As is often the case, learning and changing can be difficult and because of that, we often resist it. Sister Hedberg’s methods and style were so different than what mine were or what I imagined mine would be when I became truly proficient in Japanese. At first, this irritated me. Why didn’t she do things the way that I would do them? Why was she so sensitive to people turning us down? Why were we almost always barely on time or late for appointments because we were caught listening to someone’s story?
It took me a few weeks to start to understand the answers to some of these questions. I am ashamed to say that it took me a few more months (after she had returned home) to fully realize what an incredible example she had been to me and what things she had taught me.
What I realized was this: I have always been a talker. I’m not very shy and I don’t always mind putting myself out there. I understood that there would be a lot of people who rejected us and I’d come to terms with this–I didn’t let it bog me down too much. This seemed, at the time, like the “right” attitude to have toward missionary work.
Sister Hedberg wasn’t like this. She was a listener and a thinker. She was deeply compassionate and empathetic. Why did she cry when someone on the street rejected our message? Because she genuinely cared about that person and she was sad. I also believe that putting herself out there was difficult for someone so reserved. She did it anyway. She also faced health problems–we went out anyway. We went out in feet upon feet of snow and ice every single day, all day long. We were late for appointments because she cared about someone enough to listen to his/her story, whereas I probably would have just shrugged it off because we had to be somewhere (italics added because this is what I would have been thinking at the time, but in actuality a part of my DNA code because my dad really, really likes being on time).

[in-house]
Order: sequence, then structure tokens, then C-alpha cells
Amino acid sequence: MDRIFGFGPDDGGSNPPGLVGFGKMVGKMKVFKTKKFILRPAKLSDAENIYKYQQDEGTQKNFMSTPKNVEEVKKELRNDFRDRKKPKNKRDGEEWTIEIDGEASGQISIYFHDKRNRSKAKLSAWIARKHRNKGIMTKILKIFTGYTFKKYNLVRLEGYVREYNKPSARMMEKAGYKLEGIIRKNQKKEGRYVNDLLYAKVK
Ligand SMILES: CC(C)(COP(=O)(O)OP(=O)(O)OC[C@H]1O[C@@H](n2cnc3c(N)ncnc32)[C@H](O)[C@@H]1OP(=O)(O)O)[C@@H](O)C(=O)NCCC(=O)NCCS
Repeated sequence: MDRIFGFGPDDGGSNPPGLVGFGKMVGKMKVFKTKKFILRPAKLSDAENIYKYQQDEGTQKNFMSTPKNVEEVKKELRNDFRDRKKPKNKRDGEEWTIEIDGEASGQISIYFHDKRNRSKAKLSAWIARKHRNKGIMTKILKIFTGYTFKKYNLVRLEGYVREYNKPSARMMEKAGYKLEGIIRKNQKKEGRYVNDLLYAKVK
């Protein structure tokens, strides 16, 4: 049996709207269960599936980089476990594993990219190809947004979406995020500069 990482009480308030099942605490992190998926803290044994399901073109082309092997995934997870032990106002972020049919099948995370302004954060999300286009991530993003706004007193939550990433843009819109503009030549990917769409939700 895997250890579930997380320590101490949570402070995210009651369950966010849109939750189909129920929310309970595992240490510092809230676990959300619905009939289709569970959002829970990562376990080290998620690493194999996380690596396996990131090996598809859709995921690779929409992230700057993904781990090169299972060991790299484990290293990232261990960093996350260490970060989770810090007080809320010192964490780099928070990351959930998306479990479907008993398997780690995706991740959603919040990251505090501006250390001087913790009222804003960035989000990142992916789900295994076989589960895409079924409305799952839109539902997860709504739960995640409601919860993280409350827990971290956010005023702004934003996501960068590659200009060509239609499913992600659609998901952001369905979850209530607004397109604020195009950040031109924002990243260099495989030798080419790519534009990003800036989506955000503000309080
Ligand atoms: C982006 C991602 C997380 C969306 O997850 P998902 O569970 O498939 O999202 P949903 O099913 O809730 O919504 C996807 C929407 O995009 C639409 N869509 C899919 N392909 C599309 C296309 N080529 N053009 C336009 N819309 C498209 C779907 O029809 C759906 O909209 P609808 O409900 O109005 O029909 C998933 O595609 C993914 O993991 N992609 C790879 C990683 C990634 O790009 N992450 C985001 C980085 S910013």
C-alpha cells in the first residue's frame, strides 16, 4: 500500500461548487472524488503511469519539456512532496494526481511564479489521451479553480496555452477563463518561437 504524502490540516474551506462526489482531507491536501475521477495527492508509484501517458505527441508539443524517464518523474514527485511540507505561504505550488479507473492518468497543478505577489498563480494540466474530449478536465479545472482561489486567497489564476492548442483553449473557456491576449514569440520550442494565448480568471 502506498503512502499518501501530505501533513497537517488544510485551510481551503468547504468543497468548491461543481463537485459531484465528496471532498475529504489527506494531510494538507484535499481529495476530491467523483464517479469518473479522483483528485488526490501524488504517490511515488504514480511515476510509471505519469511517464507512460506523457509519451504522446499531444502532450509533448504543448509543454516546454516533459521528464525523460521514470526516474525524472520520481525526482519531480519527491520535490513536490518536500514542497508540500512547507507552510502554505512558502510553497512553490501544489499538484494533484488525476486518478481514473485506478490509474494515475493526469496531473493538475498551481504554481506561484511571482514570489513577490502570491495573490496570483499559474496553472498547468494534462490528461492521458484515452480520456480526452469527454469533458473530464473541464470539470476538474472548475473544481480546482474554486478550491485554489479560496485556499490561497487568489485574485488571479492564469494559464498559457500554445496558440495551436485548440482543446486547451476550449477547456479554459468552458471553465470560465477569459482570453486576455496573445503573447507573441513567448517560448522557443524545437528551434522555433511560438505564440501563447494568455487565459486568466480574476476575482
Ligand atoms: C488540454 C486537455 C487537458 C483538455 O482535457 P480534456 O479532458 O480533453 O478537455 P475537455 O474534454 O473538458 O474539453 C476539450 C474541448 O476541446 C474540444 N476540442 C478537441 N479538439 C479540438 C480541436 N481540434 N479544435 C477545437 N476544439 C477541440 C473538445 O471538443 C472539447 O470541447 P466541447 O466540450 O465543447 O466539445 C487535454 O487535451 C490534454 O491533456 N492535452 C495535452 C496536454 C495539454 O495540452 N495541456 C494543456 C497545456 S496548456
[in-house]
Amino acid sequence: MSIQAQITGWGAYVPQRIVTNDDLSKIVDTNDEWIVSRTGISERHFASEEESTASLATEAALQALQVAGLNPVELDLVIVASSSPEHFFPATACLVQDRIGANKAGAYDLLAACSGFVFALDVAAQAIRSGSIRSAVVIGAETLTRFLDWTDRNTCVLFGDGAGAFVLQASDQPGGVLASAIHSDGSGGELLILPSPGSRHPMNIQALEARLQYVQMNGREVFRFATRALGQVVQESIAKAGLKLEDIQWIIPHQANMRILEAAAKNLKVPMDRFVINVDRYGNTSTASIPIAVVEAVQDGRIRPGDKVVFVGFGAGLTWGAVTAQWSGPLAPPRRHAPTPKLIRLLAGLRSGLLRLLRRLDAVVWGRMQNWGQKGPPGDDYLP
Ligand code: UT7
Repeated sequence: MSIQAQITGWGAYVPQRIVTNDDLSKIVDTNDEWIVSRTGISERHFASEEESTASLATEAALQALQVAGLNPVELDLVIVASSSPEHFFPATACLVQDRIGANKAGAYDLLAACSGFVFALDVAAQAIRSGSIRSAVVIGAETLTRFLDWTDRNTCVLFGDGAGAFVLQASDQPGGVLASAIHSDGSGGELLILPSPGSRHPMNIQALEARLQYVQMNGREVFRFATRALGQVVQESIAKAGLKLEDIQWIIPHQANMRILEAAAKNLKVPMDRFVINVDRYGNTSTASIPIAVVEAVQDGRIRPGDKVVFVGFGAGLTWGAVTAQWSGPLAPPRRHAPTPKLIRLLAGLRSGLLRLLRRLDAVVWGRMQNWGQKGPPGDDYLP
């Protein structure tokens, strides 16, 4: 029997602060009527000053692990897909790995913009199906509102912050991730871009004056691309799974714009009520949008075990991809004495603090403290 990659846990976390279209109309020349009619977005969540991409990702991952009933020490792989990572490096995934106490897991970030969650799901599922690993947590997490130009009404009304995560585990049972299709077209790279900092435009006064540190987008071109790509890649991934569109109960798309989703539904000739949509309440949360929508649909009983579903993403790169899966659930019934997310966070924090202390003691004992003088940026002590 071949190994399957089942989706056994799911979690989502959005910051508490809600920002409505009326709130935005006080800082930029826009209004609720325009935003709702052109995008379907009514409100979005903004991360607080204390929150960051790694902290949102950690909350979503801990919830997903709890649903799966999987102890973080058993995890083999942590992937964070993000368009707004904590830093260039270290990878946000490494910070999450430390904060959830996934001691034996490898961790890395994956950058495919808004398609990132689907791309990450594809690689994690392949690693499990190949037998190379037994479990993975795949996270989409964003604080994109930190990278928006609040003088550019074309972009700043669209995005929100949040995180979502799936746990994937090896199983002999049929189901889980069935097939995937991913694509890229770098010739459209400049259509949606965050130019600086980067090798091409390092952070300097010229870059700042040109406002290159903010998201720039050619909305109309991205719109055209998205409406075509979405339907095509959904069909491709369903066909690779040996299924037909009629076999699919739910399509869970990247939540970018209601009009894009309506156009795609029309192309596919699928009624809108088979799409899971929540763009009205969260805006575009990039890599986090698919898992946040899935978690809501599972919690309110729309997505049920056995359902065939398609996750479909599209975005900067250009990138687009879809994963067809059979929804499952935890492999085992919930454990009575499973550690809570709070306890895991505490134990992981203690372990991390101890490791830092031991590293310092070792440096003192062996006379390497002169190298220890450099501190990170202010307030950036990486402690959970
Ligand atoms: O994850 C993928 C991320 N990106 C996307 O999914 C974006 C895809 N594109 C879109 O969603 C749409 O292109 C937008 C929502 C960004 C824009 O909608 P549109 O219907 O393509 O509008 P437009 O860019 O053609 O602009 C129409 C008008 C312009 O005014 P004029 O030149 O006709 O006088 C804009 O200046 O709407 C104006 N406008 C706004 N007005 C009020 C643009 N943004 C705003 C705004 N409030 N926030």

Sister Hedberg taught me to love the way Christ did–to care about someone really and truly. To love someone as a brother or sister and put their needs above my own. She taught me what hard work really means–working through any personal difficulties. What came easily for some, was more challenging for someone who was more introverted. Yet, she pushed through it because she believed she could spread happiness through her testimony of Christ–and she did.
I experienced some of the sweetest moments as a missionary with my trainer. I often felt impressed when I saw missionaries who energetically ran from person to person in the street, telling every person within earshot what we were doing as missionaries. Sister Hedberg’s approach was different. However, when I look back I am even more impressed as I remember her quiet and sweet way she spoke with those around us, asking them questions and caring so, so much about the answers.
Thanks for your example Hedberg Shimai. The world could use more missionaries and more people like you. Ai shite iru yo!